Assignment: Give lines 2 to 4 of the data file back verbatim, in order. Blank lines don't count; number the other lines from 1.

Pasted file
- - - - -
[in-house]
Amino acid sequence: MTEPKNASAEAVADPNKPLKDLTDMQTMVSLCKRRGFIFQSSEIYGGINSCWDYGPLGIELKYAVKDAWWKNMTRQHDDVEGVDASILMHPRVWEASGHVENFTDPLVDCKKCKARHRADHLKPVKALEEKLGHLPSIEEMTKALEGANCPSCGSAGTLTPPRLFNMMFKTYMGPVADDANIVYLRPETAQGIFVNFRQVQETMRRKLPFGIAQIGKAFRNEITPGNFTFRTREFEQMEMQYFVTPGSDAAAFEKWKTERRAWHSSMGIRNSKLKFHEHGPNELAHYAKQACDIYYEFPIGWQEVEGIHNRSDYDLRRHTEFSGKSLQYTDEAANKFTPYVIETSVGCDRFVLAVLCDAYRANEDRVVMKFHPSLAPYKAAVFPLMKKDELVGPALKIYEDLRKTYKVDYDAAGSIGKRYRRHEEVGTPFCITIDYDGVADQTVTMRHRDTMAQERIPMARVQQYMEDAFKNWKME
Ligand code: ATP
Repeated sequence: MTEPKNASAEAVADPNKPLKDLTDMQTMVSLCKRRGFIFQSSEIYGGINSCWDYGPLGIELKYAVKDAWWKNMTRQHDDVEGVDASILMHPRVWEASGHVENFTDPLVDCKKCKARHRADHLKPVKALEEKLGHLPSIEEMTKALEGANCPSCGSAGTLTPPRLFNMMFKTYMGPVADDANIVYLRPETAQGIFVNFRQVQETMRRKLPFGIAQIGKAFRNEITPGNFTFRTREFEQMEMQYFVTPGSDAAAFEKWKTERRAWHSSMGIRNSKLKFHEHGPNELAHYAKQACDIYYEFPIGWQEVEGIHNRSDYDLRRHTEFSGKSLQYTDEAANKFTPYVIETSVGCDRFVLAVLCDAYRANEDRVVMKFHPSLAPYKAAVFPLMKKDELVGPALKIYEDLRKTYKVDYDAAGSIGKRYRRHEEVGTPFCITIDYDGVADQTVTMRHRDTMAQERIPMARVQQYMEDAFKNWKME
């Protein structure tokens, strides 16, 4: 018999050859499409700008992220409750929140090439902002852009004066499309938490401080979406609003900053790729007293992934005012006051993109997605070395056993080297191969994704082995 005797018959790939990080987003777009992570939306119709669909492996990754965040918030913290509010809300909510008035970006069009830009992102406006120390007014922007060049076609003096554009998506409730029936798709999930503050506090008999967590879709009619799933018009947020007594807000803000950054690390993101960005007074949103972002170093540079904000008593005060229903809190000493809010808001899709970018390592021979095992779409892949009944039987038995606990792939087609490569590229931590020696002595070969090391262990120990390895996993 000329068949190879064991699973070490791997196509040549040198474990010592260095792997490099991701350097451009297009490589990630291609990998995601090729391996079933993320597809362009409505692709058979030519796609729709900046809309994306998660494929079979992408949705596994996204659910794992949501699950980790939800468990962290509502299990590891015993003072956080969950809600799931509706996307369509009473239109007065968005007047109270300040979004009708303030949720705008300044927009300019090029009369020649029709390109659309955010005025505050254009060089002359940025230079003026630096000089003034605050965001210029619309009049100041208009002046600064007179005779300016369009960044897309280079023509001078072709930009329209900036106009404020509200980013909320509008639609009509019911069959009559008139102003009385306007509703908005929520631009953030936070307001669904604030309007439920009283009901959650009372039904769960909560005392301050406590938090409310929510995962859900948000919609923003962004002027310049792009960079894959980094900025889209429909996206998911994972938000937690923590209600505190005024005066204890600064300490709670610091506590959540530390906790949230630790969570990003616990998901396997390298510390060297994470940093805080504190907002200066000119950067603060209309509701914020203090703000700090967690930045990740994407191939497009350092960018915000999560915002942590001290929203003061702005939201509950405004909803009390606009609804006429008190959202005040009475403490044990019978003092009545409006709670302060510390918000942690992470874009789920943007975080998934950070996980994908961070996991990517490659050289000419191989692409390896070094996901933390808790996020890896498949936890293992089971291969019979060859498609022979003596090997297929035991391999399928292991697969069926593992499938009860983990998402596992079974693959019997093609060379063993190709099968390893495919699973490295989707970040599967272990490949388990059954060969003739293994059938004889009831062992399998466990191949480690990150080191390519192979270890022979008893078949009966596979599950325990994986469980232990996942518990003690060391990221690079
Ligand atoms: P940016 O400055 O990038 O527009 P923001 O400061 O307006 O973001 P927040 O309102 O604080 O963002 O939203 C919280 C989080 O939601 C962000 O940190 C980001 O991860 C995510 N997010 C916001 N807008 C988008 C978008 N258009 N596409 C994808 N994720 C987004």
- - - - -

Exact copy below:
Amino acid sequence: MTEPKNASAEAVADPNKPLKDLTDMQTMVSLCKRRGFIFQSSEIYGGINSCWDYGPLGIELKYAVKDAWWKNMTRQHDDVEGVDASILMHPRVWEASGHVENFTDPLVDCKKCKARHRADHLKPVKALEEKLGHLPSIEEMTKALEGANCPSCGSAGTLTPPRLFNMMFKTYMGPVADDANIVYLRPETAQGIFVNFRQVQETMRRKLPFGIAQIGKAFRNEITPGNFTFRTREFEQMEMQYFVTPGSDAAAFEKWKTERRAWHSSMGIRNSKLKFHEHGPNELAHYAKQACDIYYEFPIGWQEVEGIHNRSDYDLRRHTEFSGKSLQYTDEAANKFTPYVIETSVGCDRFVLAVLCDAYRANEDRVVMKFHPSLAPYKAAVFPLMKKDELVGPALKIYEDLRKTYKVDYDAAGSIGKRYRRHEEVGTPFCITIDYDGVADQTVTMRHRDTMAQERIPMARVQQYMEDAFKNWKME
Ligand code: ATP
Repeated sequence: MTEPKNASAEAVADPNKPLKDLTDMQTMVSLCKRRGFIFQSSEIYGGINSCWDYGPLGIELKYAVKDAWWKNMTRQHDDVEGVDASILMHPRVWEASGHVENFTDPLVDCKKCKARHRADHLKPVKALEEKLGHLPSIEEMTKALEGANCPSCGSAGTLTPPRLFNMMFKTYMGPVADDANIVYLRPETAQGIFVNFRQVQETMRRKLPFGIAQIGKAFRNEITPGNFTFRTREFEQMEMQYFVTPGSDAAAFEKWKTERRAWHSSMGIRNSKLKFHEHGPNELAHYAKQACDIYYEFPIGWQEVEGIHNRSDYDLRRHTEFSGKSLQYTDEAANKFTPYVIETSVGCDRFVLAVLCDAYRANEDRVVMKFHPSLAPYKAAVFPLMKKDELVGPALKIYEDLRKTYKVDYDAAGSIGKRYRRHEEVGTPFCITIDYDGVADQTVTMRHRDTMAQERIPMARVQQYMEDAFKNWKME